16
Apr

I wish economists made better plots

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I'm seeing lots of traffic on a big-time economics article by that failed to reproduce and here are my quick thoughts. You can read a pretty good summary here by Mike Konczal.

Quick background: Carmen Reinhart and Kenneth Rogoff wrote an influential paper that was used by many to justify the need for austerity measures taken by governments to reduce debts relative to GDP. Yesterday, Thomas Herndon, Michael Ash, and Robert Pollin (HAP) released a paper where they reproduced the Reinhart-Rogoff (RR) analysis and noted a few irregularities or errors. In their abstract, HAP claim that they "find that coding errors, selective exclusion of available data, and unconventional weighting of summary statistics [in the RR analysis] lead to serious errors that inaccurately represent the relationship between public debt and GDP growth among 20 advanced economies in the post-war period.

It appears there were three points made by HAP: (1) RR excluded some important data from their final analysis; (2) RR weighted countries in a manner that was not proportional to the number of years they contributed to the dataset (RR used equal weighting of countries); and (3) there was an error in RR's Excel formula which resulted in them inadvertently leaving out five countries from their final analysis.

The bottom line is shown in HAP's Figure 1, which I reproduce below (on the basis of fair use):

HAP Analysis

From the plot you can see that the HAP's adjusted analysis (circles) more or less coincides with RR's analysis (diamonds) except for the last categories of countries with debt/GDP ratios over 90%. In that category RR's analysis shows a large drop in growth whereas HAP's analysis shows a more or less smooth decline (but still positive growth).

To me, it seems that the incorrect Excel formula is a real error, but easily fixed. It also seemed to have the least impact on the final analysis. The other two problems, which had far bigger impacts, might have some explanation that I'm not aware of. I am not an economist so I await others to weigh in. RR apparently do not comment on the exclusion of certain data points or on the weighting scheme so it's difficult to say what the thinking was, whether it was inadvertent or purposeful.

In summary, so what? Here's what I think:

  1. Is there some fishiness? Sure, but this is not the Potti-Nevins scandal a la economics. I suppose it's possible RR manipulated the analysis to get the answer austerity hawks were looking for, but we don't have the evidence yet and this just doesn't feel like that kind of thing.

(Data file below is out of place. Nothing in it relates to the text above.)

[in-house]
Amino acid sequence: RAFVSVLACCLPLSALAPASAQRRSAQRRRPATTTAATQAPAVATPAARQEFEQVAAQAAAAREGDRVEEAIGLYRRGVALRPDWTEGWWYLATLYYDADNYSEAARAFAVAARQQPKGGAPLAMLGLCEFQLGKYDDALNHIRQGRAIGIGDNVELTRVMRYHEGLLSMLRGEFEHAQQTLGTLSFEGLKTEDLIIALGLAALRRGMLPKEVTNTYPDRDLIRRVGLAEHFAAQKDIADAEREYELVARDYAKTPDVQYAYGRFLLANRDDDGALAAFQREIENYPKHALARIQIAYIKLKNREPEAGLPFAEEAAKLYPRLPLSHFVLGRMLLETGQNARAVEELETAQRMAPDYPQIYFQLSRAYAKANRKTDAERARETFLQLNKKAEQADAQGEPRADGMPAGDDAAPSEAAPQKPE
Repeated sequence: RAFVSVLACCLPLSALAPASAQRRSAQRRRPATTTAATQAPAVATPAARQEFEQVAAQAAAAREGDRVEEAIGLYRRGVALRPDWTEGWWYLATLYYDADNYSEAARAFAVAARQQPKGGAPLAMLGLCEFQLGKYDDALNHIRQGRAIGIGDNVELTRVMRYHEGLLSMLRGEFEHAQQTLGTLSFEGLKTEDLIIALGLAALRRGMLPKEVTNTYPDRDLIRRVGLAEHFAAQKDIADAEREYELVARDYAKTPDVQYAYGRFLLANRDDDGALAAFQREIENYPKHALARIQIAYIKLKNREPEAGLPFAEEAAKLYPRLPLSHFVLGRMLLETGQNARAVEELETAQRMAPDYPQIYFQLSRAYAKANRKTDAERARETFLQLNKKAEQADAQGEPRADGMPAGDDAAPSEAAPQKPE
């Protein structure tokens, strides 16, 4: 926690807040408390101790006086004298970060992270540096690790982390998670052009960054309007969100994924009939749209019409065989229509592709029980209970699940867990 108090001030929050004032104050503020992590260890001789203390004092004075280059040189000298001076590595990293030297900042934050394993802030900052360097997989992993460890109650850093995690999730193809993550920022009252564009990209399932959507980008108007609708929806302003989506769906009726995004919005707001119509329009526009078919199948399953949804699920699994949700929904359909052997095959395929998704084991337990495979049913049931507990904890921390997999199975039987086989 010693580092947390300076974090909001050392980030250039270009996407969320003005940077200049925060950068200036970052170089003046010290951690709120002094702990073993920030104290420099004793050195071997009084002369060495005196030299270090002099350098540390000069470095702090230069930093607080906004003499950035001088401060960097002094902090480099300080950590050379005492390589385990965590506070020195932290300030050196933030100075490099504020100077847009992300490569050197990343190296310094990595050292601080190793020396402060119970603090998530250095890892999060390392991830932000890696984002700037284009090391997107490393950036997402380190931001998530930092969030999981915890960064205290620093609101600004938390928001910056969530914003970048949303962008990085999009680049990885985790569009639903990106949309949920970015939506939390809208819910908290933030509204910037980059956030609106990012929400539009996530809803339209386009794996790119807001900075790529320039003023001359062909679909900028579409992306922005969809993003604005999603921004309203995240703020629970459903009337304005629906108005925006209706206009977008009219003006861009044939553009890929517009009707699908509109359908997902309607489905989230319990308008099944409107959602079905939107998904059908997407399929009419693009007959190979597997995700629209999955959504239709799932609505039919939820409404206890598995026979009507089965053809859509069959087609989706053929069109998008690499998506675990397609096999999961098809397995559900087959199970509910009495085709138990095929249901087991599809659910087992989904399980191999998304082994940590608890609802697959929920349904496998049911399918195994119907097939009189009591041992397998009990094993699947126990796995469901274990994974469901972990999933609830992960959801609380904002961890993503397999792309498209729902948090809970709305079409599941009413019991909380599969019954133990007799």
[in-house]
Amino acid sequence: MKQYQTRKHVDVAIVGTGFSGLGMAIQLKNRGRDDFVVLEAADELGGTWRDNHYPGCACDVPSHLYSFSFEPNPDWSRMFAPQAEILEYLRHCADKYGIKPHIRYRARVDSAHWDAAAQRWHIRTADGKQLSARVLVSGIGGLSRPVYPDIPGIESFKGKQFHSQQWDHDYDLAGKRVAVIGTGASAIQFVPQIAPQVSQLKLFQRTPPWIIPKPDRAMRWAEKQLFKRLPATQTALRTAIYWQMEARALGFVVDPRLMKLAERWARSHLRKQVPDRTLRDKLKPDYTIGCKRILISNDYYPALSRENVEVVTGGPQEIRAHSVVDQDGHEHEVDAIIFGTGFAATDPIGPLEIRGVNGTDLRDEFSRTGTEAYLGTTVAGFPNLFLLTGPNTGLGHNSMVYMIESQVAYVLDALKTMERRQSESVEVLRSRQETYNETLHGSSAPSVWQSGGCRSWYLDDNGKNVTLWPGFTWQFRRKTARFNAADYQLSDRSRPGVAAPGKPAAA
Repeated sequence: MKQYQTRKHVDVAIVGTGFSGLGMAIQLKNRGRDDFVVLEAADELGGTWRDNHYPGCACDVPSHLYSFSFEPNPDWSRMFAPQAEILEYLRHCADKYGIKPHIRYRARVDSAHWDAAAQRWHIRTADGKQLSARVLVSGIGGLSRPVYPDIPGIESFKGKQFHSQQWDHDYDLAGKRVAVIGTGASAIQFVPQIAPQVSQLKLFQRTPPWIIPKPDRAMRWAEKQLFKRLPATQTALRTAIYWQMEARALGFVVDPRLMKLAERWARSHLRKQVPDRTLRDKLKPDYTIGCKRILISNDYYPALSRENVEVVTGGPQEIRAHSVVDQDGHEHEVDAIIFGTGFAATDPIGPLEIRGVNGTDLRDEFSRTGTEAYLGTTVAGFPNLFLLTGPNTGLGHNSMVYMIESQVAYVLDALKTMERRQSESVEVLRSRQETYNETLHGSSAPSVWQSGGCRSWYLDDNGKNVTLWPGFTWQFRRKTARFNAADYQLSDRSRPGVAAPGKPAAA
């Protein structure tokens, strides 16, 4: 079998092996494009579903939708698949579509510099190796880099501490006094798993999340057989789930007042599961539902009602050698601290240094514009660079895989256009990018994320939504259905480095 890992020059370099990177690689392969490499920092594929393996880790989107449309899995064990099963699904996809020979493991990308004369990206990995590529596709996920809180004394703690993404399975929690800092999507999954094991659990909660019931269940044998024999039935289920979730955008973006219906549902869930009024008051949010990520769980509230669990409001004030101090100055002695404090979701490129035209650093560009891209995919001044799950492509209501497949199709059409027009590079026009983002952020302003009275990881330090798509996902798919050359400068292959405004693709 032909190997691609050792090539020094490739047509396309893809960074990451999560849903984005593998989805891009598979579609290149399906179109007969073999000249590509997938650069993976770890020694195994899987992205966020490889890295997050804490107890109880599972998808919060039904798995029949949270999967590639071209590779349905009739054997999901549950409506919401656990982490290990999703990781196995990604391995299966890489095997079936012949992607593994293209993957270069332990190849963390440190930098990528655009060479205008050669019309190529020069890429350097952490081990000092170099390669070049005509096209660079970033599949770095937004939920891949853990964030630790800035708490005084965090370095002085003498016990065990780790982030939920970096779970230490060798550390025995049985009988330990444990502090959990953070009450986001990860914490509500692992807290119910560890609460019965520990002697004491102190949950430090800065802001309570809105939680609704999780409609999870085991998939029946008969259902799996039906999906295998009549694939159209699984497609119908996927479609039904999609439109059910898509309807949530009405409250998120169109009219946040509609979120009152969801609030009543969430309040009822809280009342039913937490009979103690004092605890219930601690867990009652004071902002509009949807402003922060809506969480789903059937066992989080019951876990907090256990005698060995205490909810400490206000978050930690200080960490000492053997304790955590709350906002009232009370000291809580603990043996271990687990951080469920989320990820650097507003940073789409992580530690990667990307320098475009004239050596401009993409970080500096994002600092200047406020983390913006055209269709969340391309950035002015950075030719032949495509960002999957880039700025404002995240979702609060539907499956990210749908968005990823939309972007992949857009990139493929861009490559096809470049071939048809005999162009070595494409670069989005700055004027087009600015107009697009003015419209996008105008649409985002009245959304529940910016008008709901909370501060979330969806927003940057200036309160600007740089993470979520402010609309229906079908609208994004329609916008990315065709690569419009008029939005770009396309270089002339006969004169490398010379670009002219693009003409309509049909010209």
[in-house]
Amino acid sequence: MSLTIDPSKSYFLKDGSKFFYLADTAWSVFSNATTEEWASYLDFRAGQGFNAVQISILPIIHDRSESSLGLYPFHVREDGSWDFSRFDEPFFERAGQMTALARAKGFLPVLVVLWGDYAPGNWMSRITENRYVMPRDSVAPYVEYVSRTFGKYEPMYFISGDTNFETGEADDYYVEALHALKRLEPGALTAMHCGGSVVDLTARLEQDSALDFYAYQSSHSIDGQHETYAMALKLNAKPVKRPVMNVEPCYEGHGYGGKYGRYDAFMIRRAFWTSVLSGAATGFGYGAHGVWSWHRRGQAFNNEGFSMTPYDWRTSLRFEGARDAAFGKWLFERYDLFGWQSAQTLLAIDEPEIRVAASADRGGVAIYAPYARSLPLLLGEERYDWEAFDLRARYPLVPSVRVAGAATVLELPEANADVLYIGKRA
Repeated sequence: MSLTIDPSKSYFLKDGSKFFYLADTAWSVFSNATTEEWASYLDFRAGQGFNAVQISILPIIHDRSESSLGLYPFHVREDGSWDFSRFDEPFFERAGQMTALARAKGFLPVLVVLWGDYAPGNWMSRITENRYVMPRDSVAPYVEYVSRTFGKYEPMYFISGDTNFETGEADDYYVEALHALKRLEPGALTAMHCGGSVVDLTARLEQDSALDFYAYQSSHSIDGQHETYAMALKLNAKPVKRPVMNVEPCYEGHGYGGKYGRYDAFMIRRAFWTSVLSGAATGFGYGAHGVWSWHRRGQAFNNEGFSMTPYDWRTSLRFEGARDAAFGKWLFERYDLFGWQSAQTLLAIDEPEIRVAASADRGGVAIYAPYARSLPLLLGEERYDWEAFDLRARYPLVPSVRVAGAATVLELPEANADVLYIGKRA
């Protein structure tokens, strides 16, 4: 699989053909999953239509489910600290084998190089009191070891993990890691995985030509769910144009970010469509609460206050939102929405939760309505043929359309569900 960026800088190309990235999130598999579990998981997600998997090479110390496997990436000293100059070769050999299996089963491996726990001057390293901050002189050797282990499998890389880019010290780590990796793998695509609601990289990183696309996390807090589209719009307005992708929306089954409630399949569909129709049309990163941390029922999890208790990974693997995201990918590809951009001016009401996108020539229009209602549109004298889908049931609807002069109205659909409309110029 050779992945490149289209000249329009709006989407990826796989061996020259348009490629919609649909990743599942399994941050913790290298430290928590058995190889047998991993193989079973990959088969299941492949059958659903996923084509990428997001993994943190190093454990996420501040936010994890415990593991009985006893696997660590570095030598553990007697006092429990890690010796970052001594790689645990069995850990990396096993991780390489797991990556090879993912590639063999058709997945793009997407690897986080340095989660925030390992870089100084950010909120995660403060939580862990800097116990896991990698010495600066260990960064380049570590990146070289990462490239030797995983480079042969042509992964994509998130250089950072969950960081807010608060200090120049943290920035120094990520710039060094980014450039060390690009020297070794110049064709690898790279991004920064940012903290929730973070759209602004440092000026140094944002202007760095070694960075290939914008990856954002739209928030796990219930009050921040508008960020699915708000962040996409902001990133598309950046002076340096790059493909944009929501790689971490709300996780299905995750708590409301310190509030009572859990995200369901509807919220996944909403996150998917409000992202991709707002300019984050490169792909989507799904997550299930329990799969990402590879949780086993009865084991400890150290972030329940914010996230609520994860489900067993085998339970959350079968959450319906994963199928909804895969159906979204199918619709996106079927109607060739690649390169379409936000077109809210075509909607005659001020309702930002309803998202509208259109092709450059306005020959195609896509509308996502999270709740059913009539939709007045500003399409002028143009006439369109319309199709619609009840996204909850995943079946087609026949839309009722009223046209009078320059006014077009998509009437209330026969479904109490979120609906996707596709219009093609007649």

2. What's the counterfactual? Or, what would have happened if the analysis had been done the way HAP propose? Would the world have embraced pro-growth policies by taking on a greater debt burden? My guess is no. Austerity hawks would have found some other study that supported their claims (and in fact there was at least one other).
  3. RR's original analysis did not contain a plot like Figure 1 in HAP's analysis, which I personally find very illuminating. From HAP's figure, you can see that there's quite a bit of variation across countries and perhaps an overall downward trend. I'm not sure I would have dramatically changed my conclusion if I had done the HAP analysis instead of the RR analysis. My point is that plots like this, which show the variability, are very important.
  4. People see what they want to see. I would not be surprised to see some claim that HAP's analysis supports the austerity conclusion because growth under high debt loads is much lower (almost 50%!) than under low debt loads.
  5. If RR's analysis had been correct, should they have even made the conclusions they made? RR indicated that there was a "threshold" at 90% debt/GDP. My experience is that statements about thresholds, are generally very hard to make, even with good data. I wonder what other more knowledgable people think of the original conclusions.
  6. If the data had been made available sooner, this problem would have been fixed sooner. But in my opinion, that's all that would have happened.

The vibe on the Internets seems to be that if only this problem had been identified sooner, the world would be a better place. But my cynical mind says, uh, no. You can toss this incident in the very large bucket of papers with some technical errors that are easily fixed. Thankfully, someone found these errors and fixed them, and that's a good thing. Science moves on.

UPDATE: Reinhart-Rogoff respond.

UPDATE 2: Reinhart-Rogoff more detailed response.

  • http://yihui.name/ Yihui Xie

    My additional complaint is on categorizing an otherwise continuous variable (debt/GDP ratio). That is horrible crime in statistics -- murdering information.